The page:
In Shakespeare's Macbeth there are two instances in which Macbeth comes into contact with the three witches. These two instances are located in Act 1 Scene 3 and in Act 4 Scene 1. In both scenes Macbeth is informed about his future. However, these two scenes are greatly different from each other in many ways.
When Macbeth first meets the witches in Act 1 Scene 3 he doubts that the witches are "of this earth" and doubts that they are capable of basic abilities such as speech, evidenced by the question, "Speak, if you can, what are you?" In the second confrontation with the witches, Macbeth believes that the witches are real and thinks them to almost be superior. He shows this by attributing the witches with awesome powers when he says to the witches, "Though you untie the winds and let them fight against the churches", meaning that he believes the witches are capable of manipulation of these natural phenomenon. In addition, he asks Lennox if he had seen the witches leave, showing his belief that the witches are, in fact, real entities that exist in his world.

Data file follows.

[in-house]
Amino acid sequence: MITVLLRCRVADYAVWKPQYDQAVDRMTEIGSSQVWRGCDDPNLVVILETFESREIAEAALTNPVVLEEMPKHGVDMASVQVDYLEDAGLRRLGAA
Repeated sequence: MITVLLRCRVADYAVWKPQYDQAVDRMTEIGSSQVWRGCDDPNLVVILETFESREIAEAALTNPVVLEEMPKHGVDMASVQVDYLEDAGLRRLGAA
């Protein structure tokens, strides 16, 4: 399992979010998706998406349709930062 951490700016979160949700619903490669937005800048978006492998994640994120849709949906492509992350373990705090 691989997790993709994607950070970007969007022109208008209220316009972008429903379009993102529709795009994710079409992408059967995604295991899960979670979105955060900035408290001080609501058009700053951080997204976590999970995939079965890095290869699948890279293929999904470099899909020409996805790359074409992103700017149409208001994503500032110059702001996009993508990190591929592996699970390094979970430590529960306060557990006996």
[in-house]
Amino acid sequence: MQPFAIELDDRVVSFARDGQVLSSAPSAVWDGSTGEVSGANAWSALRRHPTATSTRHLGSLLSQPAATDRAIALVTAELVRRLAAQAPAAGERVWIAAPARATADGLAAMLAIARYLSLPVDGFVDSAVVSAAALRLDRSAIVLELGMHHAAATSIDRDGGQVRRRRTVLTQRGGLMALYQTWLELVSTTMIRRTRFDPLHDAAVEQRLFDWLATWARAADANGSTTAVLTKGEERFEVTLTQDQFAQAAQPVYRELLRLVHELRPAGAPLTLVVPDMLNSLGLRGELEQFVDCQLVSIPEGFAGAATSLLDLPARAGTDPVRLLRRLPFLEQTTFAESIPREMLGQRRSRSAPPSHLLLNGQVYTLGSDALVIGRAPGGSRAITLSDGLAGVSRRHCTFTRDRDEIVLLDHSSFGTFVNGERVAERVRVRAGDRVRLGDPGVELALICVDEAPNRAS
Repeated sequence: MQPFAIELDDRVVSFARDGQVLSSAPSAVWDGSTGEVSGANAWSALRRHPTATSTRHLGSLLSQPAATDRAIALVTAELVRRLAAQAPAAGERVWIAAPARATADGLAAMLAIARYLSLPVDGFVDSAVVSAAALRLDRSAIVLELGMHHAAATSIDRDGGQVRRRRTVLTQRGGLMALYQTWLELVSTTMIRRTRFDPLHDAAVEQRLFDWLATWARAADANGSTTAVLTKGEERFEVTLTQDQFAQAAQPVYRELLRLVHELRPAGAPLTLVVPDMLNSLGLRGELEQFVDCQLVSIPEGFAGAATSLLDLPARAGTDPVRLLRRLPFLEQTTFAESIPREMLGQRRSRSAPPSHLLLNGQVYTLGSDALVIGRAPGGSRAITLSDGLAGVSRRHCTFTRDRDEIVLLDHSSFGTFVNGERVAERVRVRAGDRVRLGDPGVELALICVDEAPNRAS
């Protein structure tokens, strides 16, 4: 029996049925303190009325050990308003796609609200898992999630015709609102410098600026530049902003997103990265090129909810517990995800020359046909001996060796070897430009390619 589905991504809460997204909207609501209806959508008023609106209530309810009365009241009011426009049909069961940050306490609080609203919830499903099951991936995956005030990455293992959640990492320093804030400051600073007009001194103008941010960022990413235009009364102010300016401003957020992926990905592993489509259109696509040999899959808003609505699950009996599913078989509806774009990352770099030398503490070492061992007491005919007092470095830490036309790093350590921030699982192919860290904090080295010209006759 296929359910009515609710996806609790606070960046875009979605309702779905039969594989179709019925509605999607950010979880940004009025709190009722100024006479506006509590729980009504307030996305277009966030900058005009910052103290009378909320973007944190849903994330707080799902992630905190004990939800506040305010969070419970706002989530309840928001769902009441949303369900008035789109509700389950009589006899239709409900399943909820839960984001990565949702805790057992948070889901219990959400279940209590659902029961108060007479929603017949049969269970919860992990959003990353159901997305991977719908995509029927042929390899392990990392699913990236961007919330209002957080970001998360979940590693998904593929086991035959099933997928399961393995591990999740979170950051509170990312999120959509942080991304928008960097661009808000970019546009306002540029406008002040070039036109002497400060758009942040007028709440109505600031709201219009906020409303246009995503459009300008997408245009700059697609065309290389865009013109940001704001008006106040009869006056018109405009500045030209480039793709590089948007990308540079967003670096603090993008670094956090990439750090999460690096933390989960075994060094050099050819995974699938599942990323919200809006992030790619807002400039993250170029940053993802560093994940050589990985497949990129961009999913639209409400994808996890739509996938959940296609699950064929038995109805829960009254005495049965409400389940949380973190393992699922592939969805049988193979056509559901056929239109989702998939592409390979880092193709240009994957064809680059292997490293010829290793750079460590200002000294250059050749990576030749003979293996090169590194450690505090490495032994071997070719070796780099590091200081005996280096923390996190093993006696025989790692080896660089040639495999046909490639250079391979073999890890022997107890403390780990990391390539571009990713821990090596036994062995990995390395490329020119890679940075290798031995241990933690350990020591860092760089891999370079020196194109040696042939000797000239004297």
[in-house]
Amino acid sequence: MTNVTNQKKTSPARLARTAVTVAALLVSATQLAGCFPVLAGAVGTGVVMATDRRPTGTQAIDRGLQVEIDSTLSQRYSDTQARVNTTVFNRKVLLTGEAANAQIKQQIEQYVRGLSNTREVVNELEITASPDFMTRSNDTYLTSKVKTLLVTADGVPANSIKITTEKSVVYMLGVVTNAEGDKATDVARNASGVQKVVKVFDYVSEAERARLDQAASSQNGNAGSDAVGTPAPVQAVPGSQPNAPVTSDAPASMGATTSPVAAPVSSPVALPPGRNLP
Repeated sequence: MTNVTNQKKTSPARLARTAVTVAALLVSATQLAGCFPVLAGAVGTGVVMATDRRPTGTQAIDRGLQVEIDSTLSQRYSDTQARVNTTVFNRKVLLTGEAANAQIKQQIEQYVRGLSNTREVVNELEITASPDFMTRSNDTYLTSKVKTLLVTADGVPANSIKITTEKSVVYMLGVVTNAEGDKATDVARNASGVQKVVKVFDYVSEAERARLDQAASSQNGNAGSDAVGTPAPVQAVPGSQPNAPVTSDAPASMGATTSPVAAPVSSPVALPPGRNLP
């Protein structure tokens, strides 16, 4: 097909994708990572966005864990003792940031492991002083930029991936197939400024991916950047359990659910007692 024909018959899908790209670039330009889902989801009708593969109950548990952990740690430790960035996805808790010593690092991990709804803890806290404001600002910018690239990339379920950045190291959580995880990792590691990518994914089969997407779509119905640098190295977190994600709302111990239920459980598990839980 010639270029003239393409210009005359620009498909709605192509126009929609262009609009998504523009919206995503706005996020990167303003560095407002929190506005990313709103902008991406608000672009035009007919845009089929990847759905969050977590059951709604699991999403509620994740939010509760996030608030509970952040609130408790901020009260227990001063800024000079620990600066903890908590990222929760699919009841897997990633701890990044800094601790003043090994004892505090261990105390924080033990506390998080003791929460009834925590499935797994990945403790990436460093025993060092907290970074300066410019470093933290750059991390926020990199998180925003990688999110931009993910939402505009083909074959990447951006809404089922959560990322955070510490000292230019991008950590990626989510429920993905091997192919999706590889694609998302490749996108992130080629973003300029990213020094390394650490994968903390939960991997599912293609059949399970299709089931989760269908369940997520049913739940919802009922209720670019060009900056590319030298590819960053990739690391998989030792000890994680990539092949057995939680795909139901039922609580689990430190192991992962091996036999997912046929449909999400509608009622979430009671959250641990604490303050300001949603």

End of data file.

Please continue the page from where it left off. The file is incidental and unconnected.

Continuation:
In addition, when Macbeth first meets the witches, he does not believe the prophecies given to him by the witches. This is best said as, "and to be king stands not within the prospect of belief, no more than to be Cawdor". This exemplifies Macbeth's disbelief in the prophecies that he is to become the Thane of Cawdor and the King of Scotland. In the second meeting, however, Macbeth devoutly believes in the predictions of the witches, as the first set has come true. This is evident as Macbeth seeks the witches' prophecies and also says, "I conjure you, by that which you profess, howe'er you come to know it, answer me
", showing that he believes the witches regardless of how they know the future.
The predictions themselves have great differences. In the first meeting, the witches tell Macbeth three things that will be his rise to power. The three prophecies that forecast...
Please join StudyMode to read the full document